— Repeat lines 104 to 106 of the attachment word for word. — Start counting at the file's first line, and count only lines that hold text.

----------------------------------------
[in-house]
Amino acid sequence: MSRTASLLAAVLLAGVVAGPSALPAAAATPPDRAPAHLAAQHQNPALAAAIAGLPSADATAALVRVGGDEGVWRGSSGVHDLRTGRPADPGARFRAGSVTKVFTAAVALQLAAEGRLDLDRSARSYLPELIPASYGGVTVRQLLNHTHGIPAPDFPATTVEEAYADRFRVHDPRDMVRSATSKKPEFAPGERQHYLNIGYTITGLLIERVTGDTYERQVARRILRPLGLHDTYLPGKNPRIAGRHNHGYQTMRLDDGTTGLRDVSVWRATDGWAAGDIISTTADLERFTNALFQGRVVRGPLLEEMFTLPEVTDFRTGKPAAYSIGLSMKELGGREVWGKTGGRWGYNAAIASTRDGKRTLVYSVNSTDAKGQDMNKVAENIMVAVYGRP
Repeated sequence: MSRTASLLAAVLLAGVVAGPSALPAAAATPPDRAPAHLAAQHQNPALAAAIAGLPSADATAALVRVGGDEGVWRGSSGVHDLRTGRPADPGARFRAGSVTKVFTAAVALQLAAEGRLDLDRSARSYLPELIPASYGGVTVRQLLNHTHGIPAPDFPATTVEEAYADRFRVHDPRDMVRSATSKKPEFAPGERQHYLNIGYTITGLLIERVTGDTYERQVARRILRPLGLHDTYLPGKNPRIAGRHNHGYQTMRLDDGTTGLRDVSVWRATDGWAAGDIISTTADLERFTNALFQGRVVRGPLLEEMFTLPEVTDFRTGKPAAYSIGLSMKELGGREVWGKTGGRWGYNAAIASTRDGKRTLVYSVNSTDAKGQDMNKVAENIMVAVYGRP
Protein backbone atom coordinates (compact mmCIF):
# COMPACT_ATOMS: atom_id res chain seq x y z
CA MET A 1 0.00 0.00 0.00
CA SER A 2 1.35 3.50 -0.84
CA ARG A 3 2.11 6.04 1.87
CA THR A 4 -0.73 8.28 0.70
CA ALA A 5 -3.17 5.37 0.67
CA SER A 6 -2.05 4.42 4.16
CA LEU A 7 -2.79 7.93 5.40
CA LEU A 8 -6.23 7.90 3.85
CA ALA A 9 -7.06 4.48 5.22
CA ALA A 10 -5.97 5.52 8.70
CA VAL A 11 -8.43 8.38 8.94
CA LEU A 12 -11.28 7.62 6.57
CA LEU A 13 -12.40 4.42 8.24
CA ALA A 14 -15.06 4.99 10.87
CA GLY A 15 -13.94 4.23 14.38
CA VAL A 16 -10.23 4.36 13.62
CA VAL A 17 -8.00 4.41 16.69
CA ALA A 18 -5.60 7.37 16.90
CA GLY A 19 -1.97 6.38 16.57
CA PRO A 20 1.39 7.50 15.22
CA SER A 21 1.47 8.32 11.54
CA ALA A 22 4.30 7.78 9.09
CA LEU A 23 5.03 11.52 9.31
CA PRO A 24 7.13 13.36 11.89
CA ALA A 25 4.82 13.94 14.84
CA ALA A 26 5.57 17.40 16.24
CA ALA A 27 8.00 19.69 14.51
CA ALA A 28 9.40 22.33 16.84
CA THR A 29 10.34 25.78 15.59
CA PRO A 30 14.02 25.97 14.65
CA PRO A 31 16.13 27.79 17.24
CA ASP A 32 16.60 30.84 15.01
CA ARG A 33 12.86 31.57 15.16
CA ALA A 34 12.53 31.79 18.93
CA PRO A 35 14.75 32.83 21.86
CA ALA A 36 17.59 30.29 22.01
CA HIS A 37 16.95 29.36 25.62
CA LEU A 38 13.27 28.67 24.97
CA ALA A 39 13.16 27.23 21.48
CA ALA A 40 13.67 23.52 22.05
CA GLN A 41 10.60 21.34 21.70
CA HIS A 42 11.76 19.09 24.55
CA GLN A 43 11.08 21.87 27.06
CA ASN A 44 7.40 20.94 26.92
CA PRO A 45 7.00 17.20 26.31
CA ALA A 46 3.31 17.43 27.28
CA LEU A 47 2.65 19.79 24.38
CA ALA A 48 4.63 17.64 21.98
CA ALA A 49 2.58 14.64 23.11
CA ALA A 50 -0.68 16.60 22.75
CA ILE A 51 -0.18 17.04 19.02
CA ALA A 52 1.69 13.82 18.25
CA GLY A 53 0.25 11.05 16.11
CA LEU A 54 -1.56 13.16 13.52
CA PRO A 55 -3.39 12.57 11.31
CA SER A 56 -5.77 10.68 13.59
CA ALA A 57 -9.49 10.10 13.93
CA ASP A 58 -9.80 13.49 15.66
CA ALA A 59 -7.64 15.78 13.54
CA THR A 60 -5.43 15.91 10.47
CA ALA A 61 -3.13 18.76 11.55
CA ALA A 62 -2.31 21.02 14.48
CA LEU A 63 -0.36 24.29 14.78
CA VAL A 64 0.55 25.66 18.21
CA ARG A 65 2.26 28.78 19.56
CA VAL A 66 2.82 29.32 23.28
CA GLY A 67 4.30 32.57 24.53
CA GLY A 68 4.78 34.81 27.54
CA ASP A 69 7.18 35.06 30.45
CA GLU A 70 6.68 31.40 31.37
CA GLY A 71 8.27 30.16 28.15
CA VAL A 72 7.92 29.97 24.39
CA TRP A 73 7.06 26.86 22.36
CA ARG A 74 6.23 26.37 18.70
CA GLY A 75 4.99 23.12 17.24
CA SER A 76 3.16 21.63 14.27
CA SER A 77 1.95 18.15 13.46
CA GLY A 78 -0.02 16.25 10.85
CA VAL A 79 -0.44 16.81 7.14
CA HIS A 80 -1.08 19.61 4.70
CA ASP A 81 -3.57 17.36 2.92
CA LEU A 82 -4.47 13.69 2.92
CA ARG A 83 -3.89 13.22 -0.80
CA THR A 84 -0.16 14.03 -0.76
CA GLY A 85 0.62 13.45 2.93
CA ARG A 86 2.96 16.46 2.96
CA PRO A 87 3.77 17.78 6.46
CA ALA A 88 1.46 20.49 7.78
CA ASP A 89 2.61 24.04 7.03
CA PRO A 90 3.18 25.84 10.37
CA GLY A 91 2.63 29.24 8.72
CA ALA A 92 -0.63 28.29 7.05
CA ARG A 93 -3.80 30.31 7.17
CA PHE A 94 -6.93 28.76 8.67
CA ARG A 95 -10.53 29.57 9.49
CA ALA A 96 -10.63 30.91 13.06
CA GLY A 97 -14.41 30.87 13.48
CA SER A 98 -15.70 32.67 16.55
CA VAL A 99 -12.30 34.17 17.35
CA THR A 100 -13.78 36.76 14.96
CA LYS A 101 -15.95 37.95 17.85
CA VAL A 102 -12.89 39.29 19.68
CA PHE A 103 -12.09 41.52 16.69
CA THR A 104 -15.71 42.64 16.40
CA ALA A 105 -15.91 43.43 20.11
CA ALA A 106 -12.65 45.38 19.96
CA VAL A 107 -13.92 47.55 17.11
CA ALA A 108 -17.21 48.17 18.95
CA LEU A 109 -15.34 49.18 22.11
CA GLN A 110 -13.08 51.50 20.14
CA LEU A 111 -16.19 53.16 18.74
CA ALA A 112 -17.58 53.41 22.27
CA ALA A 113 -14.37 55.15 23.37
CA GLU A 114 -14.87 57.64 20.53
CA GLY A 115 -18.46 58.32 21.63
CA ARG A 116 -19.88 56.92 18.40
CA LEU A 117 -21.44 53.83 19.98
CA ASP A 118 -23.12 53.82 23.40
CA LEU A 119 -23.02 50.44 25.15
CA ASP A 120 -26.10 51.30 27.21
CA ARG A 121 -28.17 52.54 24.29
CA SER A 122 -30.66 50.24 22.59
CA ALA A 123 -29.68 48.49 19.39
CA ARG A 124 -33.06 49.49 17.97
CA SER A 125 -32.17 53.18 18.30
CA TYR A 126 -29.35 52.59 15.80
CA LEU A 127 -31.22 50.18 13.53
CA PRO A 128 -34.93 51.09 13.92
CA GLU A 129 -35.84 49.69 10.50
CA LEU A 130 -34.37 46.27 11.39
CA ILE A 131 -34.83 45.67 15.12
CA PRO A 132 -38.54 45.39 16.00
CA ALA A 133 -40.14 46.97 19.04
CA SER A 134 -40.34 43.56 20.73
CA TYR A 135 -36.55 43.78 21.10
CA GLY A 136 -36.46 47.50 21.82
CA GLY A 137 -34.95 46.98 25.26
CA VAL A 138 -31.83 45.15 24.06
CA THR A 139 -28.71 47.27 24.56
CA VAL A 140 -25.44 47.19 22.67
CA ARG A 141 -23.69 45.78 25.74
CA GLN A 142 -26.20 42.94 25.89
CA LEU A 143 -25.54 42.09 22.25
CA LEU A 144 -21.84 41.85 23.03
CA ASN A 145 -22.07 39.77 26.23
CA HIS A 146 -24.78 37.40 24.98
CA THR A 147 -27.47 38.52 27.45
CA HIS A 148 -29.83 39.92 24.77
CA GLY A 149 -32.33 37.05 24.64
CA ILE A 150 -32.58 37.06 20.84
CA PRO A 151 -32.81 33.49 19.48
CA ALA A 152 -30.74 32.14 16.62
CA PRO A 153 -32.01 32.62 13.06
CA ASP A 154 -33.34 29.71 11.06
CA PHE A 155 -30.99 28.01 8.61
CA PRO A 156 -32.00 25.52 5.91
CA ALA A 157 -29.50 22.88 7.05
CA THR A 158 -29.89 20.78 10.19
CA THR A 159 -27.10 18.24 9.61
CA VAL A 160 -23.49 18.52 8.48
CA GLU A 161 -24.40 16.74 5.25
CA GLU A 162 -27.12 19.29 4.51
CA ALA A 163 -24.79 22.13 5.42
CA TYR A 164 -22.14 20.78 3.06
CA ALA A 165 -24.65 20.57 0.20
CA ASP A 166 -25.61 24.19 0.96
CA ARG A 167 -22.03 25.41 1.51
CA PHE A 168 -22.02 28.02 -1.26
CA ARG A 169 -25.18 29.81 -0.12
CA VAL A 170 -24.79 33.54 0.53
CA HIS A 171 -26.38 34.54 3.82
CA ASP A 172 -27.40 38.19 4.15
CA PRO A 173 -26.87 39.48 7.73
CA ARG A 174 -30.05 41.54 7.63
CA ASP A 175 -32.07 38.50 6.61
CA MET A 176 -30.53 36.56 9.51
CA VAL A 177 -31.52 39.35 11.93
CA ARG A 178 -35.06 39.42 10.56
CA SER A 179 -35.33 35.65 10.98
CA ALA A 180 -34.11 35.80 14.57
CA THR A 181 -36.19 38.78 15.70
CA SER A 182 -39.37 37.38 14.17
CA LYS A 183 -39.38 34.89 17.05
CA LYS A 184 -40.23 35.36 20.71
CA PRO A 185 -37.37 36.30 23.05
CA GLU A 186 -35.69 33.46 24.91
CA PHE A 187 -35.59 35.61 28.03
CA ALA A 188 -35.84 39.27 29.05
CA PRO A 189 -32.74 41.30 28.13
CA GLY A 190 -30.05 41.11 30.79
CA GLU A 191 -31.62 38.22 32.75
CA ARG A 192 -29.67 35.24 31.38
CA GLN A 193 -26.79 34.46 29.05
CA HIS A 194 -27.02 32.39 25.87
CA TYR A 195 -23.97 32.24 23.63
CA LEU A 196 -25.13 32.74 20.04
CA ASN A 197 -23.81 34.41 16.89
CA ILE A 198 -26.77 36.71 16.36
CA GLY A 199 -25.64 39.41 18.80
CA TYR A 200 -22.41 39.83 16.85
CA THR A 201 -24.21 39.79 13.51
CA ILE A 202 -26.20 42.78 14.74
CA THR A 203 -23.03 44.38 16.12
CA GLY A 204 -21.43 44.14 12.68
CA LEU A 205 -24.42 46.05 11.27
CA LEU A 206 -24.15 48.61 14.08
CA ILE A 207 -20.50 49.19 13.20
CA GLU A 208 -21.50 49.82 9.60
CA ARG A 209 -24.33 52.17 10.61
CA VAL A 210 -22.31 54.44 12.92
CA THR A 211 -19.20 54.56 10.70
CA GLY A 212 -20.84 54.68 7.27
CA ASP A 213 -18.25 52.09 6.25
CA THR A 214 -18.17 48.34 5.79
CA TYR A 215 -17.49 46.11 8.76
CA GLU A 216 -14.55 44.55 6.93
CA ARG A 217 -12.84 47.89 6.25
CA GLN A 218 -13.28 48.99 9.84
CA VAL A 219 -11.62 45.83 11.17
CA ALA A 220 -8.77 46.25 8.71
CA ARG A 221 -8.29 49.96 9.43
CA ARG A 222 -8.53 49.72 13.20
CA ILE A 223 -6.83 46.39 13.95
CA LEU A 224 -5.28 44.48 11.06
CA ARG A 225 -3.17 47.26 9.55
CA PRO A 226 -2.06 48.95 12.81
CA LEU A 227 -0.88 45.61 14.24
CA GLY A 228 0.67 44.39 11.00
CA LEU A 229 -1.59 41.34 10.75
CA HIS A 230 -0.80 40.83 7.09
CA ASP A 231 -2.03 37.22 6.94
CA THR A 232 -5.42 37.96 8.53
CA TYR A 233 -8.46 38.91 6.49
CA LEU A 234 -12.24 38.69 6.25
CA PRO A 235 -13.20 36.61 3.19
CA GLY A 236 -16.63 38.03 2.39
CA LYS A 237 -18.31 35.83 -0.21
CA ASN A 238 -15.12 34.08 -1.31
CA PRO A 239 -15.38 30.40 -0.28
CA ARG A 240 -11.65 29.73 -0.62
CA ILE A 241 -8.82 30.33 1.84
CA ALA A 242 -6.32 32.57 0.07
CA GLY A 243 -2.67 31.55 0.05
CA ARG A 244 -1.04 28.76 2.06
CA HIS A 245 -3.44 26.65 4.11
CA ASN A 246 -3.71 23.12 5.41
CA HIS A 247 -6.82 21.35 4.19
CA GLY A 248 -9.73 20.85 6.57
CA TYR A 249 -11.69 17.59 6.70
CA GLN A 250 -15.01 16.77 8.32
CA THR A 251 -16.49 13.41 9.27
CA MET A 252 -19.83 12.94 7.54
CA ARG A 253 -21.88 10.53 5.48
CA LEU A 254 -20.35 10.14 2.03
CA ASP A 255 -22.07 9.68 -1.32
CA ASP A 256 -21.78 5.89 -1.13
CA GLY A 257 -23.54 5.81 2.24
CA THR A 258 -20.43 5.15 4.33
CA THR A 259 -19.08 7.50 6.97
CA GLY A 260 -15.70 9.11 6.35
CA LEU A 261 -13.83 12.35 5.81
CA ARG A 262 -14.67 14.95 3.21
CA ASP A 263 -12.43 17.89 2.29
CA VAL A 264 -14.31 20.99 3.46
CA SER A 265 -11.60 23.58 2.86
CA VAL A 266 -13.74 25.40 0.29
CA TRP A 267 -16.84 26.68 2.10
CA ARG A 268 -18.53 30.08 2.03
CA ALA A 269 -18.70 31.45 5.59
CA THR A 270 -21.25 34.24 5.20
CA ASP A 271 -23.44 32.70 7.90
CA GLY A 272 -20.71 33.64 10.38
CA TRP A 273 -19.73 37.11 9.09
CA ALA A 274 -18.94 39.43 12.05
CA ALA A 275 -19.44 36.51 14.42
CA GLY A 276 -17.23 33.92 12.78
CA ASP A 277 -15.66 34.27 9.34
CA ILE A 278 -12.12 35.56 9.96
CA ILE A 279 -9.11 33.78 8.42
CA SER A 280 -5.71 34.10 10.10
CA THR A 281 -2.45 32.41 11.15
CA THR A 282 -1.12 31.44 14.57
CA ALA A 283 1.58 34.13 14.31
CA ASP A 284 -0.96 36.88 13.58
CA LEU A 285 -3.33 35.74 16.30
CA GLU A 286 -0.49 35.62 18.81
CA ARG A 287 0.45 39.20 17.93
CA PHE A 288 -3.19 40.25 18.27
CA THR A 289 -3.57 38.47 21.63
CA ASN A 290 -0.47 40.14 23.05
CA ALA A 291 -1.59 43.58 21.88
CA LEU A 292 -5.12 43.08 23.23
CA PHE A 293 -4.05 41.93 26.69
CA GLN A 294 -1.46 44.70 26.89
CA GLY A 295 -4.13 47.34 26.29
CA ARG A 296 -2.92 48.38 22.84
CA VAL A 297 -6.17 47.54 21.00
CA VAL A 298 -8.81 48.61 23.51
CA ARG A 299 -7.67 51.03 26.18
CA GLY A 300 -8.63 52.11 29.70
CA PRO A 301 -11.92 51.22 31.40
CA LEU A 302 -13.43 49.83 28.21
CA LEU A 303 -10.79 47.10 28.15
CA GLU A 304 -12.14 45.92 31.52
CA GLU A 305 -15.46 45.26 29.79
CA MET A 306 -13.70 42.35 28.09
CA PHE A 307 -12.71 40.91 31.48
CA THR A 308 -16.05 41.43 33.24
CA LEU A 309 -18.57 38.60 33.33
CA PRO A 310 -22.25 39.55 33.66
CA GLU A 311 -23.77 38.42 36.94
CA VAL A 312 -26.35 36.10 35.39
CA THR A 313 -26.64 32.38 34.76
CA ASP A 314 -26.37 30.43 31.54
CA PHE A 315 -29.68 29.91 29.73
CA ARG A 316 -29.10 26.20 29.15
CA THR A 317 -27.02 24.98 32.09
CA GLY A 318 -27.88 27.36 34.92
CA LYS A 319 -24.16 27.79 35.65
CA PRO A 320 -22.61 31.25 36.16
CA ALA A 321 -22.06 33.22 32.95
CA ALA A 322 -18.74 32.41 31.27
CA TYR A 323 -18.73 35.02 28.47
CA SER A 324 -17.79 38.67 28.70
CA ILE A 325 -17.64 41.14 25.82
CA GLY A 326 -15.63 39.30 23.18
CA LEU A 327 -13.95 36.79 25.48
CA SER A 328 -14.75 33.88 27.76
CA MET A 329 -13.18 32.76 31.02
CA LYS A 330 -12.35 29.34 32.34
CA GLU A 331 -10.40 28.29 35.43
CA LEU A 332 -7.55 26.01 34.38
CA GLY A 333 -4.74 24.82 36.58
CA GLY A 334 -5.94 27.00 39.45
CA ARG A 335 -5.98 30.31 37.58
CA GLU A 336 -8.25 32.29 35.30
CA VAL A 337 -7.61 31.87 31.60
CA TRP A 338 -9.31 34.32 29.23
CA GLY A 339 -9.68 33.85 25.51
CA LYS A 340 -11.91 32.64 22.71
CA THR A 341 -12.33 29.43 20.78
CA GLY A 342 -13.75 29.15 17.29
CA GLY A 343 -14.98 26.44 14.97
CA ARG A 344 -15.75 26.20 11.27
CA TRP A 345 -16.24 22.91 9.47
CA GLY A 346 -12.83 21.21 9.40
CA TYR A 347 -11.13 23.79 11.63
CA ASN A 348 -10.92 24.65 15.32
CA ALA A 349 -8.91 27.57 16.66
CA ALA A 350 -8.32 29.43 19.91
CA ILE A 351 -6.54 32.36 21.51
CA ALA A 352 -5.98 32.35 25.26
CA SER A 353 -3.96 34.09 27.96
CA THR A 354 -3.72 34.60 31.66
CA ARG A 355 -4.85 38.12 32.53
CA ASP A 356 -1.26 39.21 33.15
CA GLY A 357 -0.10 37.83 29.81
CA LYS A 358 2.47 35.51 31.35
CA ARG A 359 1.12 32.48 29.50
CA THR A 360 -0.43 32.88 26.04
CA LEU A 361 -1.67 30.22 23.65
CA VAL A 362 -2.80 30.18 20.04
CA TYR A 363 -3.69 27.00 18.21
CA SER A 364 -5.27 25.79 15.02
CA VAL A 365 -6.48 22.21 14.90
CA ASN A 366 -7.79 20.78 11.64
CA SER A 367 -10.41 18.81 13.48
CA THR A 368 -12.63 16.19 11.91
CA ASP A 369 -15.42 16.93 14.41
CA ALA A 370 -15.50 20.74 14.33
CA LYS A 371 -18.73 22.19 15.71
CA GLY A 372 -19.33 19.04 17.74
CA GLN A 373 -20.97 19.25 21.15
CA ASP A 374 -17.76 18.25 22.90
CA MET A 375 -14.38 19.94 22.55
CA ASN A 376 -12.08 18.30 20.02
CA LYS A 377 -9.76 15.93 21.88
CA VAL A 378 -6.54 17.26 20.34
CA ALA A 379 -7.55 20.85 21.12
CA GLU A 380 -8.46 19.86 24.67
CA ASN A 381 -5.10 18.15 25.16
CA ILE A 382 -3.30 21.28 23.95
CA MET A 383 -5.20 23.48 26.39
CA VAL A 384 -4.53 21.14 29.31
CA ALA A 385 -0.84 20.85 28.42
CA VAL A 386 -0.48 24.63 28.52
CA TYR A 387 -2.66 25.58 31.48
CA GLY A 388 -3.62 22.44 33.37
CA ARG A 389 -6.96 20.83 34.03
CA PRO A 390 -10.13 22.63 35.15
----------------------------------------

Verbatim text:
CA VAL A 99 -12.30 34.17 17.35
CA THR A 100 -13.78 36.76 14.96
CA LYS A 101 -15.95 37.95 17.85